What is a peer-to-peer trading platform?

It is a software platform which enables the Marae to allocate or gift excess energy to chosen households.  Basically, it is where one customer (the Marae) can nominate other customers (the Households) who are with the same energy provider (Ecotricity) to share their surplus energy with.

If I am someone who receives the excess energy, does this means my lines charges disappear?

No, the lines portion of the charges remain as we still need to operate the network, including the power lines which take the excess energy away from the solar panels and return it to the households receiving it.

If I am someone receiving the excess energy, how will I know when I am using the gifted solar power?

The peer-to-peer platform shares energy in real-time, so when the sun is shining on the panels, and they are producing energy, the energy is being shared. Shared energy will be shown as a credit on the bill from Ecotricity.

Does TLC own the power generated from the solar panels?

No, the Marae owns the power.

Are fees charged for the peer-to-peer trading platform?

No fees are charged to Marae or participants for the peer-to-peer trading platform.

Is there a particular electricity retailer recipients of the power need to be a customer of?

All participants must use Ecotricity as their energy retailer as they are partnering in the development of the platform.

If I am someone receiving the excess energy, can I change power companies?

For the duration of the pilot, all participants are required to have Ecotricity as their retailer.

How are the Marae selecting the recipients of the power created?

Each Marae Trustees will select 5 households for the pilot, with Kaumātua as priority, where possible.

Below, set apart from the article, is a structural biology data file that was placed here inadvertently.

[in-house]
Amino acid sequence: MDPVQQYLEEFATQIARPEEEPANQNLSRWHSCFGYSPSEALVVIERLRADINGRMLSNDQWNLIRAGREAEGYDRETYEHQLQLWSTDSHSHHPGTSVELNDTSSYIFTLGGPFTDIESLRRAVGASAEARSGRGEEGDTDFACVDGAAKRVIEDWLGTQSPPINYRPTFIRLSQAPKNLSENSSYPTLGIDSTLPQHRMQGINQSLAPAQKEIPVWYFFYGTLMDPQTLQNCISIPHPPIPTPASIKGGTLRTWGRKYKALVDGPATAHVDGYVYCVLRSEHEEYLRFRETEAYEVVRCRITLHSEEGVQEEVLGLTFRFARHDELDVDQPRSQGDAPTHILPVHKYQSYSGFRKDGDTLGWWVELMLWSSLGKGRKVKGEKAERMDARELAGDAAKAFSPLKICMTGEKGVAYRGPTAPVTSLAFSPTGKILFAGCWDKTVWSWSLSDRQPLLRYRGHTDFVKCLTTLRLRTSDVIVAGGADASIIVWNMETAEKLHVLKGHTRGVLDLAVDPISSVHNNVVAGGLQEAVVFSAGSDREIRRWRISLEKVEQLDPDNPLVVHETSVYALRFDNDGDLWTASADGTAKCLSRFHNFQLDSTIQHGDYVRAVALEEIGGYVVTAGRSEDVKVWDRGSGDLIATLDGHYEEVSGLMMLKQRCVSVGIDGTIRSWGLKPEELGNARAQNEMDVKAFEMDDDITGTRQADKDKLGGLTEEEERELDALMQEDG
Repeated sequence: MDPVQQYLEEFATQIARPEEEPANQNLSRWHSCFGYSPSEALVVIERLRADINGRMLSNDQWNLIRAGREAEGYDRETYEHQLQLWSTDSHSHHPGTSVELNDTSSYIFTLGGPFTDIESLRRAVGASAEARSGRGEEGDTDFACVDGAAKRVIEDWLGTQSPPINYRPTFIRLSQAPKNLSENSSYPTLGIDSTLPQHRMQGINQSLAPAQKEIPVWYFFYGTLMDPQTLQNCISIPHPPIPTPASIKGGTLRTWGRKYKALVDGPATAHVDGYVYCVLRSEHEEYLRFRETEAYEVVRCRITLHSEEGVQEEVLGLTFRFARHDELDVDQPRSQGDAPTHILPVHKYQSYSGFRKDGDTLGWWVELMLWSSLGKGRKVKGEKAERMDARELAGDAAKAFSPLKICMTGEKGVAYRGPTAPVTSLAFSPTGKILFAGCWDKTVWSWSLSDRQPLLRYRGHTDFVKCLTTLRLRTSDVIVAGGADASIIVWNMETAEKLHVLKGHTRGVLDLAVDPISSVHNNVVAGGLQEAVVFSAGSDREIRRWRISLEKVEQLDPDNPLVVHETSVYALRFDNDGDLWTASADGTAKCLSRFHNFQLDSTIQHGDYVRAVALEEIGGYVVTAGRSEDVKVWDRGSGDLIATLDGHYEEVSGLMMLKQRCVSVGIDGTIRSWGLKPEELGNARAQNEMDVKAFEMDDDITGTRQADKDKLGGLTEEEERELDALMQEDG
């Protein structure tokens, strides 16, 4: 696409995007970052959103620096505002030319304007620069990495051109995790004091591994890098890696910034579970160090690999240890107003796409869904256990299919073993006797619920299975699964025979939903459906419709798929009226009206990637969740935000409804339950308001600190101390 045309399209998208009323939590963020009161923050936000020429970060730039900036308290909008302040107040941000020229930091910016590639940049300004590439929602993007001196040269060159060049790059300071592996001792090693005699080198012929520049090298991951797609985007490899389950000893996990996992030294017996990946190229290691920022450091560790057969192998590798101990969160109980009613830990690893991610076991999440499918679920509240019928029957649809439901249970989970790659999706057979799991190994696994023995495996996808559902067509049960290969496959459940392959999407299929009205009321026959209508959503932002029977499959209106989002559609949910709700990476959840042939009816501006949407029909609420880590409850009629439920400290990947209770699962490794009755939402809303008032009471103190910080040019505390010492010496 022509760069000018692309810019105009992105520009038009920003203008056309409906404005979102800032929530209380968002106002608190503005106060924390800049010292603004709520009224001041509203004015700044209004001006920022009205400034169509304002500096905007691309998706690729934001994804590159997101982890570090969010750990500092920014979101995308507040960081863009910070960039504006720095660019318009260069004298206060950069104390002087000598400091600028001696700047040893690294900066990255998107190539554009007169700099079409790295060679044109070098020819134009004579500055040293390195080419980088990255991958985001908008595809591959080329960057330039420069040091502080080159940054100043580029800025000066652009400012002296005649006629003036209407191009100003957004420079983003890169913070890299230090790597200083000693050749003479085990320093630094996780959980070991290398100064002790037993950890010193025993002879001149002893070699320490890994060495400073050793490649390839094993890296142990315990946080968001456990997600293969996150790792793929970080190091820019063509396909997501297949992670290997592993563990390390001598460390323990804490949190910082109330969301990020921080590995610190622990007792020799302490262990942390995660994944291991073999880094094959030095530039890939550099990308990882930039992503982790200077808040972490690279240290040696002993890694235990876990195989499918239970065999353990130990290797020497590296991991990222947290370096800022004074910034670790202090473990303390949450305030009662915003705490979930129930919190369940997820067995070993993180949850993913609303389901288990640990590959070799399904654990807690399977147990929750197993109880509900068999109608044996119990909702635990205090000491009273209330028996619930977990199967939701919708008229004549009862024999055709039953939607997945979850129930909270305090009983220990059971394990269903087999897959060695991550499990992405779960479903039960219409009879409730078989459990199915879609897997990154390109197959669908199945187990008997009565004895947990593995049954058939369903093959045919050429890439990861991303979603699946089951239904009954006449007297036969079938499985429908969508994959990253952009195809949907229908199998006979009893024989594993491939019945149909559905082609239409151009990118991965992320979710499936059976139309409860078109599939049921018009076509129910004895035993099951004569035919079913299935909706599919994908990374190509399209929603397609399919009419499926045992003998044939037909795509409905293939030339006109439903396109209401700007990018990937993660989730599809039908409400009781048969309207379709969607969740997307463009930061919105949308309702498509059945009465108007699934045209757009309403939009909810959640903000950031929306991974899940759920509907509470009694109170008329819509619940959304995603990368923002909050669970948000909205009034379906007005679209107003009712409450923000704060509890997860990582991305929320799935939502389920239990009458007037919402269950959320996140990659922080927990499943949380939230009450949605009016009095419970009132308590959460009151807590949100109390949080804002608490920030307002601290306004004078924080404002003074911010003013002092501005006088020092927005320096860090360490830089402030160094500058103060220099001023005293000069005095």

Does TLC get to decide who gets the free power?

No, this decision is made by the Marae Trustees.

Are there any batteries installed as part of the project?

There are no batteries, any surplus energy generated is shared, not stored.

If the Marae installs batteries or more solar panels, would they own them?

Yes. For a period of 12-months any surplus energy that is generated must be shared. After the pilot has finished, the Marae can use their assets for any purpose the like.

How much money does TLC make off the deal?

TLC’s standard lines charges apply to all connections (as they normally would), there are no additional charges. TLC are also covering the costs to prove the peer-to-peer trading platform is suitable for sharing energy.

What is TLC charging the Marae in the way of ongoing costs for the pilot?

Nothing, there are no immediate or ongoing costs for any Marae or participants. There are no contracts, fees or ongoing costs after the project has ended.

How does the excess power get back into the grid?

Each installation has an inverter and an export/import meter installed. It’s technical stuff, but basically it’s a metered box which lets the energy travel in both directions.

Does TLC need to put any additional cables/lines in to take the excess energy away from the panels?

No – the initial Marae selection was done based on Marae that already had the necessary infrastructure to export the large amount of energy that the solar panels generate.

How will the Marae know how much excess energy is available to gift?

There will be an App that can be downloaded where participants can see the generation.

What is the process for Marae to be able to gift the excess energy to recipients?

The peer-to-peer trading platform and smart meter monitor the import and export of energy in real time. This is something completely new to the New Zealand electricity market. That is why this trial is so important.

Does TLC need to authorise/approve the gifting of the excess energy to recipients?


If a Marae is interested in being part of a similar project, who do they contact.

This project is for two Marae. Once the pilot is complete, we will be able to discuss the opportunity for further Marae.